On a first-time-to-blink, it's hard to beat the web-ide, I think it's a pretty cool piece of software.
But I do agree that VSCode is powerful. I use it for most of my day-job and most of Espruino development + the Web ide REPL to tweak the code on the fly. The REPL is one of the best features of Espruino!
A nicer SVCode integration would be nice of course :)
Dunno, maybe the web ide as the default beginner option, and VSCode for advanced users? Although the web ide can do "everything", found it a bit clumsy for multiple files, and VSCode has configurable keyboard shortcuts.
Or replace codemirror with monaco editor? Probably there would be a lot of accidental complexity on that path. Also probably VSCode would have better support for multi file editing, wouldn't have to reinvent that many wheels. And a full-blown VSCode plugin would sound "bigger&better" than a "Web Ide 2.0".
ESP - I have mixed feelings: ESP8266 is severely limited IMO. Wifi handling eats up most of it's resources. But -if we ignore the security part - ppl have done great home automation projects with it.
As far as I have seen (might be wrong) even the ESP32 doesn't handle https certificates properly: Most samples I have seen just ignore verification, or hardcode certificate thumbprints & hope for the best.
But looks like there is nina-fw that turns the ESP32 into a dedicated wifi - internet chip. And does have root certificates burnt in. Better, but still can't do anything if a root cert is expired / revoked / replaced...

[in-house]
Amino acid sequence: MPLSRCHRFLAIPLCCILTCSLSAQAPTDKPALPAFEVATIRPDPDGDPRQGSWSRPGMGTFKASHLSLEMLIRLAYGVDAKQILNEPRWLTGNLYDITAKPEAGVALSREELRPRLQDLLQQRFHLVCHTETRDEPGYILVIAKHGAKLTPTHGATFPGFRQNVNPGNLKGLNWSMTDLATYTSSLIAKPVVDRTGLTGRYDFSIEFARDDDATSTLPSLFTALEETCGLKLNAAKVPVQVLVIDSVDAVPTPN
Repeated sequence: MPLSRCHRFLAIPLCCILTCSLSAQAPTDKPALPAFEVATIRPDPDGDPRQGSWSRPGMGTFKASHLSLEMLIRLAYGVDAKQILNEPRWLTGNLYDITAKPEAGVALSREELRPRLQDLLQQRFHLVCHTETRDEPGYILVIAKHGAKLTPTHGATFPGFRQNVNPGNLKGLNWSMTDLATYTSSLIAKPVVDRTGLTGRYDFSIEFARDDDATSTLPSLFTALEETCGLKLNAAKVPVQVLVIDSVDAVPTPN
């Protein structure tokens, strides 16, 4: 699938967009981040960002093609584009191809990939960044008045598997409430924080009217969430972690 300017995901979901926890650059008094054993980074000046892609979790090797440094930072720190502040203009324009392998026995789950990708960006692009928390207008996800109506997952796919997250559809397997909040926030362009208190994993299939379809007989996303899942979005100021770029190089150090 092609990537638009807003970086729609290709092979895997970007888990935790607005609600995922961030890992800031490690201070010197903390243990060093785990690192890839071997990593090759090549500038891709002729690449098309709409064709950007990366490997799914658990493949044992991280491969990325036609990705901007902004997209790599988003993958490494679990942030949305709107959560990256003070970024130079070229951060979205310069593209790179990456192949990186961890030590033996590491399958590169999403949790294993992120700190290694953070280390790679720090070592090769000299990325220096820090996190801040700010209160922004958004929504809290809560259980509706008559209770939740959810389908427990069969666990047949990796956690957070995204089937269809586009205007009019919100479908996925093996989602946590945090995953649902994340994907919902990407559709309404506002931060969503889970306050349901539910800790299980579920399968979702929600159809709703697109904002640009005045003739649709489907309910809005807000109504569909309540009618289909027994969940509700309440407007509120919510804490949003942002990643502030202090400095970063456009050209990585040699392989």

ESP32's Bluetooth is not 100% stable, but looks like people are "OK" with it, just restart it every day. Meh...
Also, has anyone seen a real-world use of the two cores of the ESP32?
And uses a lot of power even without wifi.
Probably boils down to resources (and money and how do you get income). For example (at least from what's visible to me) Adafruit sells microcontroller boards + Raspberries, and accessories (sensors, LEDs, actuators, radios, batteries, boxes, etc) that can be used for both. They even have their own IOT services, and board that uses an ESP32 as a communication coprocessor.
Circuit python is only supported on their boards (no ESP32 at all). I guess selling "everything" gives enough income, and standing on top of Arduino and Micro/Circuit Python gives them a lot of users.
But I guess Gordon probably knows more about business models than me.
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